With the summer break just around the corner the thoughts of deserted roads and queue-free commutes are appealing, but they are surely offset by the prospect of long treks across the country to holiday destinations.
A car loaded to the gills with children, luggage and the essential beach paraphernalia is not only short on space but heavy on fuel - the worst possible situation when petrol prices remain high.
But while the Government remains quiet on the subject, the swell of disquiet is finally leading several key organisations to take action.
Motoring groups across Europe have demanded the European Union launch an investigation into soaring petrol prices.
The Federation Nationale de l’Automobile (FIA), which represents 35 million drivers and counts both the AA and RAC as members, has written to the EU claiming the way prices are determined is “far from transparent”.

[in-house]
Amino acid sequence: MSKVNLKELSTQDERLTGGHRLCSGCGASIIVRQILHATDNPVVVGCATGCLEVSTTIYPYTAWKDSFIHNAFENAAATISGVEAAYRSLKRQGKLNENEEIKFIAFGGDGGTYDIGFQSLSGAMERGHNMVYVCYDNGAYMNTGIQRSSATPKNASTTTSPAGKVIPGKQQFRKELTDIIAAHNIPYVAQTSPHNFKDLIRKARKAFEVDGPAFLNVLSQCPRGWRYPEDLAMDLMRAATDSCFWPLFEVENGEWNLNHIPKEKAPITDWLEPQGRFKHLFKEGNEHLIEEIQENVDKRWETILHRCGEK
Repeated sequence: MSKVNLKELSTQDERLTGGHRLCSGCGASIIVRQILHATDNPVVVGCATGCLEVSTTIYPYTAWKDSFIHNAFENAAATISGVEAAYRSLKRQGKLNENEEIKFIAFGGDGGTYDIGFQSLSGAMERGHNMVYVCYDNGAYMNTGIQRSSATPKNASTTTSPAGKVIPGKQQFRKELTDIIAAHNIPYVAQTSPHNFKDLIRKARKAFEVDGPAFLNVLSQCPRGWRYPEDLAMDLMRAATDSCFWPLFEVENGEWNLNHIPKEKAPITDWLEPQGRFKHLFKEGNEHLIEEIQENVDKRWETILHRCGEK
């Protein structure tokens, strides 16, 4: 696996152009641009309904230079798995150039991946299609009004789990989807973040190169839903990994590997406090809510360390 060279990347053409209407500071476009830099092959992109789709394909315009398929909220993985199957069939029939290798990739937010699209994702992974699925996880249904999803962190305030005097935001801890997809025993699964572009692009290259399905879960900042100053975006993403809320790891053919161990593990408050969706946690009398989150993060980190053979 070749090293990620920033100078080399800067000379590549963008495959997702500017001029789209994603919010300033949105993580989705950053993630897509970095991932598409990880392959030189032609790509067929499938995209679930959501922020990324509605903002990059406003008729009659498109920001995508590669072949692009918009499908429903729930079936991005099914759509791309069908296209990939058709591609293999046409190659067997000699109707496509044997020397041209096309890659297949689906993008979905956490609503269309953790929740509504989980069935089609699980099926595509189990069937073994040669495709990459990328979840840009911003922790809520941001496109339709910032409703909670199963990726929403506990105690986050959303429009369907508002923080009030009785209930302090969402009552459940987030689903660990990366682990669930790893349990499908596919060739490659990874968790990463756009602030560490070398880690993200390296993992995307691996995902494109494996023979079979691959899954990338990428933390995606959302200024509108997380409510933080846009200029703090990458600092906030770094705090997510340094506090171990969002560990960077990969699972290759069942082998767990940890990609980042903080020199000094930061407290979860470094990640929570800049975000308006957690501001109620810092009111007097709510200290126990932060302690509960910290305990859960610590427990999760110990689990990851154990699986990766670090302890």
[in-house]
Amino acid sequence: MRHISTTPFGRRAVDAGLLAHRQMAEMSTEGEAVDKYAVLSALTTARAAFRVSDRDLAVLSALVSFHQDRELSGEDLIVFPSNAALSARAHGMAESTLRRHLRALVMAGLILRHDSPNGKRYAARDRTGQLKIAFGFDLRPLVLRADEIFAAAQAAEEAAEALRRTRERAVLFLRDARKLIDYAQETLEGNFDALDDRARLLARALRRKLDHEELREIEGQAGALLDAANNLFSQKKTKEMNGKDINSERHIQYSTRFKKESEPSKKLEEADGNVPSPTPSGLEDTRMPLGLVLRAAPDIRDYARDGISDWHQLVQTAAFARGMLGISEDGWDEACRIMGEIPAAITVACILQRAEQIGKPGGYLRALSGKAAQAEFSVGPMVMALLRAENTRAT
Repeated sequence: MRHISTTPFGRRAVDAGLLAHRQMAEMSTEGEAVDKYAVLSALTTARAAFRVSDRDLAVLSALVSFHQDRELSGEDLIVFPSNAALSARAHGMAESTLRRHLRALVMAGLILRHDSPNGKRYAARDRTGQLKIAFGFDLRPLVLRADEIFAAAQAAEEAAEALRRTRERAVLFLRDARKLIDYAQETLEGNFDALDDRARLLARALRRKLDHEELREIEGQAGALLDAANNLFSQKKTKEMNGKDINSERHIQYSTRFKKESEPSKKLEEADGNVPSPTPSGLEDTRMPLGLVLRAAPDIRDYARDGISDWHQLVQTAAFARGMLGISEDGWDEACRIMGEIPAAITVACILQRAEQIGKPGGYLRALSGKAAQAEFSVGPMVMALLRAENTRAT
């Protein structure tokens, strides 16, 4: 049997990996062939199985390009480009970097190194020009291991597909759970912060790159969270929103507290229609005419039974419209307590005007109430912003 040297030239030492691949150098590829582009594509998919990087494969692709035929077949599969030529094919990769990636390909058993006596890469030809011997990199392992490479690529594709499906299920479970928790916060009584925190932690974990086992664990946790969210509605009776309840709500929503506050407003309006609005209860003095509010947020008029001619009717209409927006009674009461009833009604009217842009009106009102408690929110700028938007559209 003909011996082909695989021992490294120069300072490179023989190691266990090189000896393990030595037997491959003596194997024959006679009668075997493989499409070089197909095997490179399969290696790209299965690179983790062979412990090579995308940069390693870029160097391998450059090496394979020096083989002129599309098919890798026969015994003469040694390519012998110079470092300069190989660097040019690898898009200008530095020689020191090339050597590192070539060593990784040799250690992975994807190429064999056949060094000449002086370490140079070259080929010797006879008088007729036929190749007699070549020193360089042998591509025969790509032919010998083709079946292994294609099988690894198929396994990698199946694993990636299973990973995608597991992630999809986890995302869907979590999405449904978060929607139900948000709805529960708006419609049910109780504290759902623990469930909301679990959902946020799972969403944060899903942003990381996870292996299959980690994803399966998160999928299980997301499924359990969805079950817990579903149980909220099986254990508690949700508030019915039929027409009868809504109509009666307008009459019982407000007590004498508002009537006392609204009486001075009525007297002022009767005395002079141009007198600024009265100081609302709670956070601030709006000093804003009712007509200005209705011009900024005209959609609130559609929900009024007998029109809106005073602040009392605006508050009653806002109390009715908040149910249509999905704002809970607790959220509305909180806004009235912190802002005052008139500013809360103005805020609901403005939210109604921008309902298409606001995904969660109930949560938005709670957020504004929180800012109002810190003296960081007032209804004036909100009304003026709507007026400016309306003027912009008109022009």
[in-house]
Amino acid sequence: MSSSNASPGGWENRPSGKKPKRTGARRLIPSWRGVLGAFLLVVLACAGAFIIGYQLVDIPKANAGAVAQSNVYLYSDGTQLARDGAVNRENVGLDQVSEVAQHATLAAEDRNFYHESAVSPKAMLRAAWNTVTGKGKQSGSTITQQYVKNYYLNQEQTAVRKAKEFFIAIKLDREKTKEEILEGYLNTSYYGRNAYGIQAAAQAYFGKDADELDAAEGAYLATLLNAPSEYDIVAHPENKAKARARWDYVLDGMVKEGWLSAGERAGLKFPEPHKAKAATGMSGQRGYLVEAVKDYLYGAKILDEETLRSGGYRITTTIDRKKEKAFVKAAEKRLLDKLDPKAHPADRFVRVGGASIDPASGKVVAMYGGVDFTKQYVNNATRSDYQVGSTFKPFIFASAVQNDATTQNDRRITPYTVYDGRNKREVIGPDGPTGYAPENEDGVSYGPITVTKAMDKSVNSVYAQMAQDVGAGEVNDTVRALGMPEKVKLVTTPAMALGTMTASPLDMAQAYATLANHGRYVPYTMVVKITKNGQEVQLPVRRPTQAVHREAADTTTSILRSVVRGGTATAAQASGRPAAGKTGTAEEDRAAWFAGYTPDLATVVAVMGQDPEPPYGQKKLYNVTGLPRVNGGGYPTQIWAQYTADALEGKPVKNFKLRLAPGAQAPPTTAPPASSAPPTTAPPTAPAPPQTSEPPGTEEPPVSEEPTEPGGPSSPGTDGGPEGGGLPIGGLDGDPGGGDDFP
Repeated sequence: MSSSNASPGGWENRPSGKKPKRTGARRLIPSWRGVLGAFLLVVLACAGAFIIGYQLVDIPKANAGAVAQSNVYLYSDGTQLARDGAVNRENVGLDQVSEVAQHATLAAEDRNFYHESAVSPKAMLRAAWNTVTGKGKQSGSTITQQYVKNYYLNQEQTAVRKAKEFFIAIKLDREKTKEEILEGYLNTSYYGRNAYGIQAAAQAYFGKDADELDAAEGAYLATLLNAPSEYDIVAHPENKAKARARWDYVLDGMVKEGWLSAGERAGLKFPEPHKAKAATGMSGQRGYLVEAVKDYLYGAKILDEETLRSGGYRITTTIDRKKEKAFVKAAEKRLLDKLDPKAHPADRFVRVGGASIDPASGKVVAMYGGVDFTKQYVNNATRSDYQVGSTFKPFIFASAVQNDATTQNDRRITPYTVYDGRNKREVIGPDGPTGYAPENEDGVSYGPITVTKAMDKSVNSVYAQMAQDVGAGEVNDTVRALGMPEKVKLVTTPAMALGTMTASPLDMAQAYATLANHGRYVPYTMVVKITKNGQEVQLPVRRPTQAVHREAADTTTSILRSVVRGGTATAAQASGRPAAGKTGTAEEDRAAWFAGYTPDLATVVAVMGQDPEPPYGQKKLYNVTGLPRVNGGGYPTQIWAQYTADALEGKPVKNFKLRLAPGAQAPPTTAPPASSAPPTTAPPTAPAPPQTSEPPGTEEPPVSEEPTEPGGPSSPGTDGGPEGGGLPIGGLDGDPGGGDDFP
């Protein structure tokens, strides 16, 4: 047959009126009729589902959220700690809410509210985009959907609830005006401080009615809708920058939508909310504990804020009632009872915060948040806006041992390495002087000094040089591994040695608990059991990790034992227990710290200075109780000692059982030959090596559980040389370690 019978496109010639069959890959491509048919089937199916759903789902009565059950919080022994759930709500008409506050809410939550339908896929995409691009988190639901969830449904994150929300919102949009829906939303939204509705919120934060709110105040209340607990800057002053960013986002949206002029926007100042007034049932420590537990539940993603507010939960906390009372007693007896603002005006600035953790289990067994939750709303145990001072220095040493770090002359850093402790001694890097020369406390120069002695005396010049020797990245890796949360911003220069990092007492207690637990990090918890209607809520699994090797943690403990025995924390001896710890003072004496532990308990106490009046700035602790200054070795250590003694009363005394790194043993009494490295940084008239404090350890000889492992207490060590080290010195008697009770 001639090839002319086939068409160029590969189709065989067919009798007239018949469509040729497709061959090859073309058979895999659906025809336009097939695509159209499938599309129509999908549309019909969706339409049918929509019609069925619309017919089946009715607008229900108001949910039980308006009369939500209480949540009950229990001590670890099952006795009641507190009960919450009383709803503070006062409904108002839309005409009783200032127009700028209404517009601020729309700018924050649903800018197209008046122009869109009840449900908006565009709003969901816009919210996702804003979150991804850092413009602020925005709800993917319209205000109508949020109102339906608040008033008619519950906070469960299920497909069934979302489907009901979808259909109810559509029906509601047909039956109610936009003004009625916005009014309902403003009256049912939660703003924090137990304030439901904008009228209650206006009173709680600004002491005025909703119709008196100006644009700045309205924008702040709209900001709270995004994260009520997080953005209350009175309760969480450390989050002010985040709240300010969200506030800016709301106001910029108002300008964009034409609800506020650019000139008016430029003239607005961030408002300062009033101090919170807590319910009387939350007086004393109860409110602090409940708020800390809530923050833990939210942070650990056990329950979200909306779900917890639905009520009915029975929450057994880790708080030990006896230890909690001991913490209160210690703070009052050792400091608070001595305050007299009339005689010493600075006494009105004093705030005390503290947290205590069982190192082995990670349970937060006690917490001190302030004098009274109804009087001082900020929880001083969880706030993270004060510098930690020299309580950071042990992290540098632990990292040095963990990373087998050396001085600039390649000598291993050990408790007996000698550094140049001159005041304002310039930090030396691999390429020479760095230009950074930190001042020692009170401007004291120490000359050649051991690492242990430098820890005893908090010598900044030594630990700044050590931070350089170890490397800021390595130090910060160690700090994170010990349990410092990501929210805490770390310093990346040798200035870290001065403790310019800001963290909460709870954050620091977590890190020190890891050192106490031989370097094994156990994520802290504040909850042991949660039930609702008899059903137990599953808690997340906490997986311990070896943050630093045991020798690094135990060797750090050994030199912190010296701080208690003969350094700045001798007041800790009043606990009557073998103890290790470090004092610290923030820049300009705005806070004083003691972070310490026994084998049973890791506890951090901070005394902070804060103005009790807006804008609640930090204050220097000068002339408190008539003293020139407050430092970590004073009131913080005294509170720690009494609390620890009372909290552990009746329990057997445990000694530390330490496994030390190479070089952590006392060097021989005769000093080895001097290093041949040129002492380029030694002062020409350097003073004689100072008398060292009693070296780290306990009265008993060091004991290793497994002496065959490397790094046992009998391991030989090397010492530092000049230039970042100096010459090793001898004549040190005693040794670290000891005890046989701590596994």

UK petrol prices hit record levels in April as the wholesale price of oil soared, but have been much slower to come down as the price of crude oil dropped back again. A full tank for an average European car now costs around £10 more than it did a year ago.
The FIA letter calls for an inquiry into how benchmark prices are set on the Rotterdam spot market, where cargoes of petrol and diesel for the whole European market are bought and sold.
Werner Krauss, chairman of the FIA Eurocouncil, said in the letter: “A platform with such a small volume is doubted to be a representative indicator for the vast European market.”
Mr Krauss also wants the EU to look into the role of speculation on oil prices, adding that the FIA is very concerned about the “resulting volatility in fuel prices and negative financial impact on consumers”.
Luke Bosdet, of the AA, said: “No one is giving us any answers as to why petrol prices are so high. We need greater transparency so that everyone can see we are paying a fair price for fuel.”
The AA wants to see an independent regulator to balance the interests of the supplier, retailer and customer.